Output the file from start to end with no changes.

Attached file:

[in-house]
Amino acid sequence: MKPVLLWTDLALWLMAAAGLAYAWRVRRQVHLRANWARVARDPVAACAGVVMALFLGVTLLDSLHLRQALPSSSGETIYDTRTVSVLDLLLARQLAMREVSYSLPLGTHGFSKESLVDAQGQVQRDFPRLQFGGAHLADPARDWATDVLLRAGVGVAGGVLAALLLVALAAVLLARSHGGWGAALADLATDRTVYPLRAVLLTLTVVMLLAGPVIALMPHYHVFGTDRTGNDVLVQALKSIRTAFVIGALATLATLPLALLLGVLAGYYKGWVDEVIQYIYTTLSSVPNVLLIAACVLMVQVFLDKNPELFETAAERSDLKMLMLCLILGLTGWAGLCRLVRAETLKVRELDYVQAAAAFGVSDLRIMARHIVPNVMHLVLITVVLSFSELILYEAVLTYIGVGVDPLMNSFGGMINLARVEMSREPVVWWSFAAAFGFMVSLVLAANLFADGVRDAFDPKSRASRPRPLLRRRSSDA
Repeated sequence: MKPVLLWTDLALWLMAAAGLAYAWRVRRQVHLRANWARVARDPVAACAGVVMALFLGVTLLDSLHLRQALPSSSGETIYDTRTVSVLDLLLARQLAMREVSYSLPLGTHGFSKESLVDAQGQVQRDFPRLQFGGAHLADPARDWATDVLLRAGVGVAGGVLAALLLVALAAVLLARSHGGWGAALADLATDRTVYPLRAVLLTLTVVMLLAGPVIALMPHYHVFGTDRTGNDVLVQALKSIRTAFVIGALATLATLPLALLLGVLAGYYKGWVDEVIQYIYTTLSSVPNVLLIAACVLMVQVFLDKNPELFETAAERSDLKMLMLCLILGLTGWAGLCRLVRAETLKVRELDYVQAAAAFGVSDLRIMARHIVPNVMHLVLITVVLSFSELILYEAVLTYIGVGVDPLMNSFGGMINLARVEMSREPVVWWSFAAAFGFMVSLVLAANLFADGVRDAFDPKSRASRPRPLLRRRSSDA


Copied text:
[in-house]
Amino acid sequence: MKPVLLWTDLALWLMAAAGLAYAWRVRRQVHLRANWARVARDPVAACAGVVMALFLGVTLLDSLHLRQALPSSSGETIYDTRTVSVLDLLLARQLAMREVSYSLPLGTHGFSKESLVDAQGQVQRDFPRLQFGGAHLADPARDWATDVLLRAGVGVAGGVLAALLLVALAAVLLARSHGGWGAALADLATDRTVYPLRAVLLTLTVVMLLAGPVIALMPHYHVFGTDRTGNDVLVQALKSIRTAFVIGALATLATLPLALLLGVLAGYYKGWVDEVIQYIYTTLSSVPNVLLIAACVLMVQVFLDKNPELFETAAERSDLKMLMLCLILGLTGWAGLCRLVRAETLKVRELDYVQAAAAFGVSDLRIMARHIVPNVMHLVLITVVLSFSELILYEAVLTYIGVGVDPLMNSFGGMINLARVEMSREPVVWWSFAAAFGFMVSLVLAANLFADGVRDAFDPKSRASRPRPLLRRRSSDA
Repeated sequence: MKPVLLWTDLALWLMAAAGLAYAWRVRRQVHLRANWARVARDPVAACAGVVMALFLGVTLLDSLHLRQALPSSSGETIYDTRTVSVLDLLLARQLAMREVSYSLPLGTHGFSKESLVDAQGQVQRDFPRLQFGGAHLADPARDWATDVLLRAGVGVAGGVLAALLLVALAAVLLARSHGGWGAALADLATDRTVYPLRAVLLTLTVVMLLAGPVIALMPHYHVFGTDRTGNDVLVQALKSIRTAFVIGALATLATLPLALLLGVLAGYYKGWVDEVIQYIYTTLSSVPNVLLIAACVLMVQVFLDKNPELFETAAERSDLKMLMLCLILGLTGWAGLCRLVRAETLKVRELDYVQAAAAFGVSDLRIMARHIVPNVMHLVLITVVLSFSELILYEAVLTYIGVGVDPLMNSFGGMINLARVEMSREPVVWWSFAAAFGFMVSLVLAANLFADGVRDAFDPKSRASRPRPLLRRRSSDA